Nissan To Triple US Fast Charging Infrastructure By Adding 500 Units In Next 18 Months
The prospect of being able to fast-charge your plug-in car in the United States (and the Washington D.C. area especially) just got a lot more realistic today, as Nissan made a big announcement about the future of the public charging infrastructure throughout the country today at the Washington Auto Show.
Just a few days ago we reported that over 2,000 public DC fast charging stations had now been installed around the world. However, the amount of fast-charging available in the United States, where arguably it is needed the most, was still lacking:
- Japan – 1,381
- Europe – 601
- U.S. – 154
Today, Nissan, with some help from NRG Energy’s eVgo Freedom Stations, says they are going to triple that US number by themselves over the next year and a half by adding 500 new stations to the infrastructure; with 40 of them going specifically into the greater Washington D.C. area.
Of note: currently, Washington D.C. has no fast chargers at all.
“We envision a quick-charging network that links communities and neighborhoods where people live, work, shop and socialize,” said Brendan Jones, Nissan’s director of electric vehicle marketing and sales strategy. “Having a robust charging infrastructure helps build range confidence, which boosts interest in and use of electric vehicles. By improving the charging infrastructure, Nissan furthers its commitment to bringing electric vehicles to markets throughout the United States.”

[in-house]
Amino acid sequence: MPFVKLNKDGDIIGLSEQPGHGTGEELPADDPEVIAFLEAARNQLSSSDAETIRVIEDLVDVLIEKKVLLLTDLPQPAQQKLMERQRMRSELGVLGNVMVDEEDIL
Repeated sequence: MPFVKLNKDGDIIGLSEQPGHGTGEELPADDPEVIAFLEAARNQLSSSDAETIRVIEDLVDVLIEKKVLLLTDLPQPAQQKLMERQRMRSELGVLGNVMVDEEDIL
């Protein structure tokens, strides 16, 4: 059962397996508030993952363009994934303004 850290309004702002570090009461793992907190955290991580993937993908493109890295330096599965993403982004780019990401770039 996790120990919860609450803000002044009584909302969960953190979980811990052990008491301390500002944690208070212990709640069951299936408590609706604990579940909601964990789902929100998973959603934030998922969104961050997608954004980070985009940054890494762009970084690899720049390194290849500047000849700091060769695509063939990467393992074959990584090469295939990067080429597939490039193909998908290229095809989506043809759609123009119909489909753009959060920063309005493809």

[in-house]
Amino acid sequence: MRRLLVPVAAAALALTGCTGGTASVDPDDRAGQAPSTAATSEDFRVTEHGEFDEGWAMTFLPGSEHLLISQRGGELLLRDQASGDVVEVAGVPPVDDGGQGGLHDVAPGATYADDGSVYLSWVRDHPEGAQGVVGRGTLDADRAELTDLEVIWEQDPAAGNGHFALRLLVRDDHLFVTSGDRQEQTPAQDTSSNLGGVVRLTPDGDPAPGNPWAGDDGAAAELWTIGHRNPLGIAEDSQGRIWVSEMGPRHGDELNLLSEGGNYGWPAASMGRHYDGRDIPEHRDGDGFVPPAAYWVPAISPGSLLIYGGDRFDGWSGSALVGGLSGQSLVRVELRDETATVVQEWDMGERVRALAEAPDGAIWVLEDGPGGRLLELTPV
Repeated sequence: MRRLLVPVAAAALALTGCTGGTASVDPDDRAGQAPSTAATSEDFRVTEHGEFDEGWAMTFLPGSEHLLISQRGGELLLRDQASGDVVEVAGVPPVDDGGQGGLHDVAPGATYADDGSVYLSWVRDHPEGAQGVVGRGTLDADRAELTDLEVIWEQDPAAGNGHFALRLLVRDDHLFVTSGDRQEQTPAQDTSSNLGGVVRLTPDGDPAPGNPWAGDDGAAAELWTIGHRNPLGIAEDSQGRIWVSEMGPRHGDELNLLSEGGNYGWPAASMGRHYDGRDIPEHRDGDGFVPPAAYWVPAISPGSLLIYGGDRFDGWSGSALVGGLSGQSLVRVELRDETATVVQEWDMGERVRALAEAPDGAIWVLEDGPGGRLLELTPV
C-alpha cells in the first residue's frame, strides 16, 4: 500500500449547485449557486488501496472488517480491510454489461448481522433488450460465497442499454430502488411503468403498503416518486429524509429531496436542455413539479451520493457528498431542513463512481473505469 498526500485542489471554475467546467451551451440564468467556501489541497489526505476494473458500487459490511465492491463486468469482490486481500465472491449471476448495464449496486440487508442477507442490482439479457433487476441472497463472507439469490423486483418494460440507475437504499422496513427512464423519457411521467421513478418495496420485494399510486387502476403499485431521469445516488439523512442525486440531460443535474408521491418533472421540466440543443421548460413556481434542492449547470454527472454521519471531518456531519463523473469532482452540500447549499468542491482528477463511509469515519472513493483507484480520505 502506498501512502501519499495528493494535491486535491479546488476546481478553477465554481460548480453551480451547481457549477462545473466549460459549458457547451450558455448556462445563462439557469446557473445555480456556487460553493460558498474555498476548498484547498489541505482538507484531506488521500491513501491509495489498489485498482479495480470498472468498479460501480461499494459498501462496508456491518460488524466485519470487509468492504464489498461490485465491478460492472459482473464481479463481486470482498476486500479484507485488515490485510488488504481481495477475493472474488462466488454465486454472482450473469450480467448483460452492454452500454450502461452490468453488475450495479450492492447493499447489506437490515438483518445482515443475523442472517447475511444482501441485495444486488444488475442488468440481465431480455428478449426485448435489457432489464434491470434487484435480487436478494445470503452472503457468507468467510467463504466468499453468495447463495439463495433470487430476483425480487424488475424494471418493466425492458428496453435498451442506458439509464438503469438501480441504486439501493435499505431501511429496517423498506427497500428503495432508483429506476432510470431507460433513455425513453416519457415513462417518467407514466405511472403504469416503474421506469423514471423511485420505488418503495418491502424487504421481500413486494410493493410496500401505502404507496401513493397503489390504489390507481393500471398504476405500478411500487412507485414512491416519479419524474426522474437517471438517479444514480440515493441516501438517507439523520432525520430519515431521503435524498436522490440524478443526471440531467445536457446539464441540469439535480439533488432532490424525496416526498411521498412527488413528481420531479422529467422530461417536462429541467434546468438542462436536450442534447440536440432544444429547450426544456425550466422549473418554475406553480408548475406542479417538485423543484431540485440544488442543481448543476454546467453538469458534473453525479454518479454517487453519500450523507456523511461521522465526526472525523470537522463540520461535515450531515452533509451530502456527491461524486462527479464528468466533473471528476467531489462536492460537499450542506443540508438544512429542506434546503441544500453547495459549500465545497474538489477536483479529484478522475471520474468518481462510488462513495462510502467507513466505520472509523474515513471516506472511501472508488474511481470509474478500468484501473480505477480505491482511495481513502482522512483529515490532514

Nissan says these new fast-chargers will focus on three major areas:
- fast chargers though its dealer network
- workplace campus charging
- opportunities within local neighborhoods that help interconnect communities where drivers spend the bulk of their time
and do the majority of their driving
In Washington specifically, Nissan is teaming up with NRG’s eVgo network at 40 eVgo Freedom Station sites around the area. Each of these Freedom Station sites will have a Nissan fast charger present that can ‘refill’ a LEAF by 80% in about 30 minutes, as well as at least one Level 2 240V terminal.
“Through its subsidiary eVgo, NRG’s investment of approximately $150 million in EV charging infrastructure will provide EV drivers with access to hundreds of public fast-charging Freedom Station sites along with level 2 (240-volt) charging stations at homes, offices, multi-family communities, schools and hospitals across Texas, California and the greater Washington, D.C. metropolitan area.”
NRG currently also operates networks in Houston and the Dallas/Fort Worth area, and will shortly bring networks to San Francisco, Los Angeles, San Diego and San Joaquin Valley areas featuring Nissan’s fast chargers.
Nissan is also working with 30 of their own dealerships in a case study to determine how to “best leverage” dealer participation within the fast-charging infrastructure to provide public access, in a move similar to the fast charging network the company currently employs in Japan. Nissan tells InsideEVs that these dealer-based stations will all be based on the west coast.
And yes, Nissan also let us know that the 500 new fast charging stations all use the existing CHAdeMO standard.
It looks like SAE and the new Combo plug system (that currently is still waiting on its first public fast charging station) is in for a much tougher battle in the US than they originally expected.
You can read Nissan’s official release on the program here.